Let's now assume that the preparation for a day of photography is accomplished and talk a bit about technique. Technique, to me, includes knowledge of good composition, exposure, proper use of your equipment, knowing and understand the subject you are about to capture, taking the weather and lighting conditions into consideration, and so on. In other words, everything needed to make a good photograph. To overcome a problem in any aspect of technique, it is essential to first know that the problem exists and, second, what can be done to solve it. As simple as this may sound, a problem is not always easily recognized as such by some photographers or, if it is, its true cause is not always identified. Very often the true cause is attributed to something other than the actual one. A fairly common example is blaming the equipment or the light for poor images. The analytical photographer will quickly identify the problem and correct it by giving more attention to the cause. The careless photographer will plod along day after day, constantly making the same kind of average images, and never stopping to analyze the reason for failure so he or she can take the necessary steps for overcoming the particular problem.
Another common problem is a habit of which some photographers are guilty: when an average image is made, they will stop, try to correct the mistakes and sometimes succeed in making that average image a great one. They will then continue to shoot until another average image is made and again follow the same unsound correctional procedure until still another average image is made, ad infinitum. The fault is not in making the corrections when each mistake occurs, but rather in not remaining at the problem spot and making correct images over and over until getting it right is practically automatic. If you are constantly having exposure problems - correct them, then keep shooting using the correction or knowledge you have gained until it becomes automatic. This can apply to any of the items that I include in the term "technique".
To gain great technical proficiency as an end unto itself is an exercise an nothingness - only to be able to point the lens at a subject, to calculate the exposure, and to shoot. This shallow goal has as much to do with the aesthetic qualities of photography as do the aims of the circus seal that has learned to play Yankee Doodle on circus horns. The ultimate goal of a photographer is to consistently create wonderful images, and the real purpose in gaining technical command is that he or she can then focus their entire attention on just that - making wonderful images. This is what it's all about.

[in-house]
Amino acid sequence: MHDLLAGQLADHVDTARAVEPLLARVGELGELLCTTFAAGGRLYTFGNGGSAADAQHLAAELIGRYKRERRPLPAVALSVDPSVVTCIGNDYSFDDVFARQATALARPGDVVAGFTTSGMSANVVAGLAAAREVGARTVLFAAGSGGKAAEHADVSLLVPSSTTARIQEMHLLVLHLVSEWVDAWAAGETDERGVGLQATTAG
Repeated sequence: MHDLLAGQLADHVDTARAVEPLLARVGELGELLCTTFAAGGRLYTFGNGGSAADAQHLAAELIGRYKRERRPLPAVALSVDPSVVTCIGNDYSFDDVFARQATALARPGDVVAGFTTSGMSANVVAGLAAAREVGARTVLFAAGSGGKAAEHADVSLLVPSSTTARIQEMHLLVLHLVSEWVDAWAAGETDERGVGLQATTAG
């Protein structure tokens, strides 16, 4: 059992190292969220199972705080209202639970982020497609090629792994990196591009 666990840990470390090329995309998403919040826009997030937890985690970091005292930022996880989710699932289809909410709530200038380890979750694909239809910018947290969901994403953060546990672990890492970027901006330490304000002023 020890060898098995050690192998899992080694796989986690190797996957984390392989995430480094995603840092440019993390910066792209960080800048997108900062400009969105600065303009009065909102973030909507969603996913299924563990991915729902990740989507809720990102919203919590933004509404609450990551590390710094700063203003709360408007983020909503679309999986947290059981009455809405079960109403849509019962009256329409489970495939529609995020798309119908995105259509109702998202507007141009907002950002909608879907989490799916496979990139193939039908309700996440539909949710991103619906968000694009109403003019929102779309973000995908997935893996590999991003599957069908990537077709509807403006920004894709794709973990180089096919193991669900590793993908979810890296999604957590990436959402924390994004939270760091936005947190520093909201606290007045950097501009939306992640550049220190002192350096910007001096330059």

Herein lies the danger, however. What is a great image? Great compared to what? Or to whom? Being able to judge images presupposes certain photographic perceptive powers, to a greater or lesser degree, on the part of the viewer. To put one's own photography in perspective one should view images made by acknowledged great photographers in the respective style, as well as in other styles. Even someone with a less developed perception will sense the qualities that are the distinguishing marks of a great photographer and, as a result, will be able to evaluate his or her own ability.
The importance of preparation and good technique can not be emphasized enough. In the words of the great American orator Wendell Phillips: "The price of liberty is eternal vigilance." Substituting the word "preparation" for "liberty" describes most precisely what it takes to create great images.
One final thought:
Even the best photographers have good days and bad days. These are days when their efficiency is lower than what is normal for them. Often there seems to be no logical explanation for this. But it does happen and, barring any change in their normal routine, either too much shooting or too little shooting ,the only reasonable explanation is the day-by-day psychological and/or physiological variations that make up of every normal person. We don't eat exactly the same things every day, we don't sleep exactly the same number of hours every night, and the problems of just simply living are not exactly the same every day. These psychological and/or physiological variations are the subtle factors which probably cause the occasional fluctuations in any given day of photography. However, the most important thing is that the normal level of one's photographic ability should be at such a high plain that even on a bad day, only the photographer will be aware of this, not the viewer.
Comments on NPN landscape photography articles? Send them to the editor.
Jack Graham has been fortunate to have lived on the east and west coast as well as the Midwest while enjoying photographing the natural world. Jack has been successful in publication and stock photography as well. Credits include Outdoor Photography (UK), California Wild, and many DNR publications, Audubon, Nature Conservancy, Chicago Wilderness and Sierra Club publications as well as many calendar credits. Corporate work includes prints and stock applications for internal as well as publication use. Jack continues to conduct his "Classroom in the field" Photo workshops throughout the United States. Jack is a member of NANPA (North American Nature Photographers Association), FNAWS (Federation for North American Wild Sheep), Mono Lake Committee, and SUWA (Southern Utah Wilderness Alliance). Jack can be contacted at firstname.lastname@example.org.